Sunday, January 23, 2022

New York City Comptroller’s Office Audit Finds NYPD Fell Behind on Civilianization Goals


NYPD’s lack of recordkeeping and transparency inhibited department’s ability to make efficient use of resources

 The New York City Comptroller’s Office released an audit that found that the New York Police Department (NYPD)’s progress on their latest civilianization effort, which aimed to hire civilians to perform administrative and other non-patrol functions being performed by police officers, was neither systematic nor timely. The audit, conducted during the prior administration, assessed the NYPD’s ongoing efforts to identify tasks and positions that can be civilianized, in order to lessen the need for uniformed police officers to fill those roles.

“Police officers are trained for challenging jobs on the streets of our city, yet far too often we rely on them to do tasks that they are not well-equipped to do, or that are not good uses of their training. Paying uniformed, armed police officers to perform administrative duties that could be handled by civilian employees wastes resources that could be better utilized to improve community safety for New Yorkers. I urge the Department to take a hard look at the findings of this audit and accelerate the civilianization process to make better use of our public safety resources,” said Comptroller Brad Lander.

Hiring civilians to perform duties currently handled by uniformed officers is a critical task for the NYPD. In its FY16 civilianization initiative, the Department set a goal of hiring civilians in 415 positions by the end of FY17, but did not fill them until March 31, 2019.  This audit reveals that the NYPD is behind on its own modest goals and timetables for getting officers off paperwork and on to patrol. Auditors found that, while the department has made efforts to civilianize positions, these efforts have not been systematic and have been delayed when compared to the NYPD’s own timetables.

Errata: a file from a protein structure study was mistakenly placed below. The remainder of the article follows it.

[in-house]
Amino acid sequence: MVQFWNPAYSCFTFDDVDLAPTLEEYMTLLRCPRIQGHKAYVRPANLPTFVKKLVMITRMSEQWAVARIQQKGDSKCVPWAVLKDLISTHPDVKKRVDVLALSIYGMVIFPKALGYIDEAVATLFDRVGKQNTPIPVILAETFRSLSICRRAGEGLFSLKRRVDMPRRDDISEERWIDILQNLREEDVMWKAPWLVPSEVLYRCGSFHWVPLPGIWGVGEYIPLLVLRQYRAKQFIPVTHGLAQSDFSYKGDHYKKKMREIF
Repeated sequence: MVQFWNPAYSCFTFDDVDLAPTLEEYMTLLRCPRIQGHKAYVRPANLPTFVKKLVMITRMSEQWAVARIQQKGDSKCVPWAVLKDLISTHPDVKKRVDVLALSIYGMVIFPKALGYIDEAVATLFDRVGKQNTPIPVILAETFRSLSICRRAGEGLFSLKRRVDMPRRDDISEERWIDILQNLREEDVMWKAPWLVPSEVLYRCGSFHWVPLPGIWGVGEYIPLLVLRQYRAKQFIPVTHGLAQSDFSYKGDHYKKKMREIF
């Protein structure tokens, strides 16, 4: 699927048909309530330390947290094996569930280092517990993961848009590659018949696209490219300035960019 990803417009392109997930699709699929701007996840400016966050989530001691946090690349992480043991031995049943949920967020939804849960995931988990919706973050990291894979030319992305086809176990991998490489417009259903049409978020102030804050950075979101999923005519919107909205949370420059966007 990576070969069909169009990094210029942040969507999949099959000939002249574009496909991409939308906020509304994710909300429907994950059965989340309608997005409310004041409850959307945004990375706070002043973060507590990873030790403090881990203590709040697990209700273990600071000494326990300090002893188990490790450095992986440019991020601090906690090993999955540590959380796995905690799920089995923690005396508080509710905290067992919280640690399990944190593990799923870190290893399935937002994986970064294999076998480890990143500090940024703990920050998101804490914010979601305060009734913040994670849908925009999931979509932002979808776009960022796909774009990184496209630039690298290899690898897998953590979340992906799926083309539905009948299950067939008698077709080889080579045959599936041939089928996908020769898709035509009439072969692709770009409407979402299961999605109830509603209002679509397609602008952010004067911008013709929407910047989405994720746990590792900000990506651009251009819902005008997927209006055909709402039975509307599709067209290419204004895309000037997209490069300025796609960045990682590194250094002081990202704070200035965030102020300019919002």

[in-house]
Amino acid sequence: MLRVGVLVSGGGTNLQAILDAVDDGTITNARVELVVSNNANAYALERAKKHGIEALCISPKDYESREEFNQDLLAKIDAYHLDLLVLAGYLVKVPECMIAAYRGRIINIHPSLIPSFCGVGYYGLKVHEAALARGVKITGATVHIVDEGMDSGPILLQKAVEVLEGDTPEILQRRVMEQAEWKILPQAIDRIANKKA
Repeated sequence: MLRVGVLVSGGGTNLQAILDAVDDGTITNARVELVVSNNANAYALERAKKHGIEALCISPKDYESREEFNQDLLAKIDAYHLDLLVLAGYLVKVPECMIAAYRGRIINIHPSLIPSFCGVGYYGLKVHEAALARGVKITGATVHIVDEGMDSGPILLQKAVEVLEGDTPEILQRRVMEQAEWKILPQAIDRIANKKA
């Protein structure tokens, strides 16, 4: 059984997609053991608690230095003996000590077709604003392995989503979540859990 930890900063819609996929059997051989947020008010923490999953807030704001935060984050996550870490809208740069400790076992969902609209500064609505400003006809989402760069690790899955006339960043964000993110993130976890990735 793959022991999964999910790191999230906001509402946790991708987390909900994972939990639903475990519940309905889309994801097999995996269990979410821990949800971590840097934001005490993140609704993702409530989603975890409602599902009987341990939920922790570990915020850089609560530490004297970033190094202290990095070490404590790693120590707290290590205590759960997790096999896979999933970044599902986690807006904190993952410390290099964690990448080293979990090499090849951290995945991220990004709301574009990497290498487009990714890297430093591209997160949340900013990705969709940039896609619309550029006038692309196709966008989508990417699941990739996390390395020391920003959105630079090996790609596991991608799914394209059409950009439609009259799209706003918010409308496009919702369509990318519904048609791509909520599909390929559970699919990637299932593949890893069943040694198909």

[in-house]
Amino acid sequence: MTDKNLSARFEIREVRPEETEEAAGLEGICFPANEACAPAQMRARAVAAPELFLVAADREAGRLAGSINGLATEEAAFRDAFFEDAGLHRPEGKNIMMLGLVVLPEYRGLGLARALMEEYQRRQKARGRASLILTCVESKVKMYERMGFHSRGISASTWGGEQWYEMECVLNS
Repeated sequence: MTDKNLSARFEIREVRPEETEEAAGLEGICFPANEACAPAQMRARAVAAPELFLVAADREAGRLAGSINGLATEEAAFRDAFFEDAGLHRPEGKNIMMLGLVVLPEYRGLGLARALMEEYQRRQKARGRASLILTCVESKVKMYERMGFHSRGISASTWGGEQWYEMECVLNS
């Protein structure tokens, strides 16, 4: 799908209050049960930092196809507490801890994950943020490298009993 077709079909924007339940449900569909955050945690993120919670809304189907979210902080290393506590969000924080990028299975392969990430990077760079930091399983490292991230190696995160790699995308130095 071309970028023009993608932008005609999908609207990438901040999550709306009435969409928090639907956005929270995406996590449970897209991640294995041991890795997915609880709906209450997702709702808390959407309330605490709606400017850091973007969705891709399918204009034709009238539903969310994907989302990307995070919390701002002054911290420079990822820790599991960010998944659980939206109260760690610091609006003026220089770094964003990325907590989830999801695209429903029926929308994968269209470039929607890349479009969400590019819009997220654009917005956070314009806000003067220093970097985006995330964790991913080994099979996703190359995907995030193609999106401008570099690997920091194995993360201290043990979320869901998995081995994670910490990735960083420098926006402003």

Additionally, the audit revealed a lack of recordkeeping and transparency. The NYPD was unable to provide supporting data for the progress that was reported to the City Council and the data that was provided was not internally consistent. Moreover, the Department’s refusal to provide requested information, including a list and pay scale for employees, made it impossible to assess the savings that the NYPD had achieved, could have achieved, or could potentially achieve in the future through civilianization efforts.

“The NYPD’s refusal to provide basic information needed to assess their use of resources is especially distressing,” Comptroller Lander continued. “Civilianizing 415 positions was a goal that they themselves set – but they failed to keep consistent records, achieve that goal on time, or provide payscale information needed to assess the impact.”

Civilianization has long been a shared goal for the NYPD and the City to make better use of both time and money. A 2002 audit by the Office of the Comptroller estimated that civilianization could save the City approximately $24.5 million dollars annually.

Mayor Eric Adams, a long-time supporter of civilianization, made comments at a press conference on January 19, 2022 encouraging more efficient use of resources including reallocating uniformed police officers as a cost-saving measure.

Auditors recommend that the NYPD ensure it:

  • capture and maintain verifiable supporting evidence of its activities, determinations, and results;
  • convert civilianizable duties and positions to civilian jobs within reasonable timeframes;
  • develop and implement written management policies and procedures for a comprehensive, continuous, and documented process of identifying civilianizable duties and positions; and
  • has the capacity to produce and appropriately share the data and other records it maintains related to the civilianization process to determine if it is meeting the objectives of its mandate.

To read the audit on the New York Police Department’s latest workplace civilianization effort, click here.

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